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The effect of sports injury on insulin-like growth factor-I and type 3 procollagen: implications for detection of growth hormone abuse in athletes.

Abstract

CONTEXT

A method to detect exogenously administered growth hormone (GH) based on the measurement of two GH-dependent markers, IGF-I and type 3 procollagen (P-III-P) has been proposed. Skeletal or soft tissue injury may alter these markers. Elevations in either of these proteins after injury might lead to a false accusation of doping with GH.

OBJECTIVE

The objective of the study was to assess the effect of musculoskeletal or soft tissue injury on IGF-I and P-III-P concentrations in amateur and elite athletes and assess the effect of injury on the proposed GH detection method.

DESIGN

This was a longitudinal observational study after sporting injury.

SETTING

The study was conducted at Southampton General Hospital and British Olympic Medical Centre.

SUBJECTS

Subjects included elite and amateur athletes after an injury.

INTERVENTION

Interventions included measurement of IGF-I and P-III-P and application of the GH-2000 discriminant function score up to 84 d after an injury as well as classification of injury by type and severity.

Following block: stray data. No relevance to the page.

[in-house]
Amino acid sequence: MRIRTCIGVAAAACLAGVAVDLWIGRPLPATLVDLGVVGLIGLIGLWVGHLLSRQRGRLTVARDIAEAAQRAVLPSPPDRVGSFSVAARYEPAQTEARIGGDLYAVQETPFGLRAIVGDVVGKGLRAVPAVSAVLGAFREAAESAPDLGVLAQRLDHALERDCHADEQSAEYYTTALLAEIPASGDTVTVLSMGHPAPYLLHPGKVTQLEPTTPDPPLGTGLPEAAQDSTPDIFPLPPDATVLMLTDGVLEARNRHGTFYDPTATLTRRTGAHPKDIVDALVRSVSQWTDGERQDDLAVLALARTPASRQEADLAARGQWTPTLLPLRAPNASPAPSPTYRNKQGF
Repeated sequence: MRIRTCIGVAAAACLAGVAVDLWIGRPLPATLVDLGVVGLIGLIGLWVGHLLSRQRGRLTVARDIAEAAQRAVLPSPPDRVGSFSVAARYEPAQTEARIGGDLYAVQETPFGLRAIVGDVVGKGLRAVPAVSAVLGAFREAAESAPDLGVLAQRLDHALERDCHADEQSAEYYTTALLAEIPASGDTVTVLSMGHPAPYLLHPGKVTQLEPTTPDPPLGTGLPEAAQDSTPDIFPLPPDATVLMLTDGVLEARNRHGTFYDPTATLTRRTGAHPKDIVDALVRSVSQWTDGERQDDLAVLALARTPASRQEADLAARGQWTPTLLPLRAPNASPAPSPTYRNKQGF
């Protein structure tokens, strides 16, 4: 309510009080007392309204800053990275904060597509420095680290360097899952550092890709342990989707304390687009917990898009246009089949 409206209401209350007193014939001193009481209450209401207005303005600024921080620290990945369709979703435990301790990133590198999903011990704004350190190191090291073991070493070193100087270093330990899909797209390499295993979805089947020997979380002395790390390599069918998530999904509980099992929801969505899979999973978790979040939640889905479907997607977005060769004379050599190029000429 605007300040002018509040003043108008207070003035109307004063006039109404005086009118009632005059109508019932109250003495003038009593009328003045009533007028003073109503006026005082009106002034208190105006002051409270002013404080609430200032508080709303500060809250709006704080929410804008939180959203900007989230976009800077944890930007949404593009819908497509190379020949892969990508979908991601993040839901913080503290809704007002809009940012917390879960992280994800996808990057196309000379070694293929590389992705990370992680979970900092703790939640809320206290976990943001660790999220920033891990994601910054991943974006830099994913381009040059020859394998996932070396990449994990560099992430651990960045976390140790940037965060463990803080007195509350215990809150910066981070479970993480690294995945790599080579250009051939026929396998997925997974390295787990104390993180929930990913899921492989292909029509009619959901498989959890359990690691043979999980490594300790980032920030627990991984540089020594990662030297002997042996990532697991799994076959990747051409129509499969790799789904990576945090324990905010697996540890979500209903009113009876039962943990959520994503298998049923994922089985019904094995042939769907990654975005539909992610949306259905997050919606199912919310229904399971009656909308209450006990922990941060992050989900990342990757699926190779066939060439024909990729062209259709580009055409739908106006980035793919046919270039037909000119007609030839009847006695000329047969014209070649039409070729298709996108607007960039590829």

OUTCOME MEASURES

IGF-I and P-III-P concentration and ability to detect GH abuse in athletes without the risk of false accusation because of an injury were measured.

RESULTS

There was no change in IGF-I concentration after an injury. By contrast, P-III-P concentrations rose by 41.1 +/- 16.6%, reaching a peak around 14 d after an injury. The rise in P-III-P varied according to injury type and severity. This rise had a trivial effect on the GH-2000 discriminant function score, and no subject reached the threshold needed for a doping offense.

CONCLUSIONS

Although there was a rise in P-III-P after injury, this was insufficient to invalidate the GH-2000 detection method based on IGF-I and P-III-P concentrations.

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  • Authors+Show Affiliations

    ,

    The Institute of Developmental Sciences (IDS Building), MP887, University of Southampton, Southampton General Hospital, Tremona Road, Southampton United Kingdom.

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    Source

    MeSH

    Adolescent
    Adult
    Aged
    Athletic Injuries
    Collagen Type III
    Doping in Sports
    Female
    Fracture Healing
    Human Growth Hormone
    Humans
    Insulin-Like Growth Factor I
    Longitudinal Studies
    Male
    Middle Aged
    Substance-Related Disorders

    Pub Type(s)

    Journal Article
    Research Support, Non-U.S. Gov't

    Language

    eng

    PubMed ID

    18413420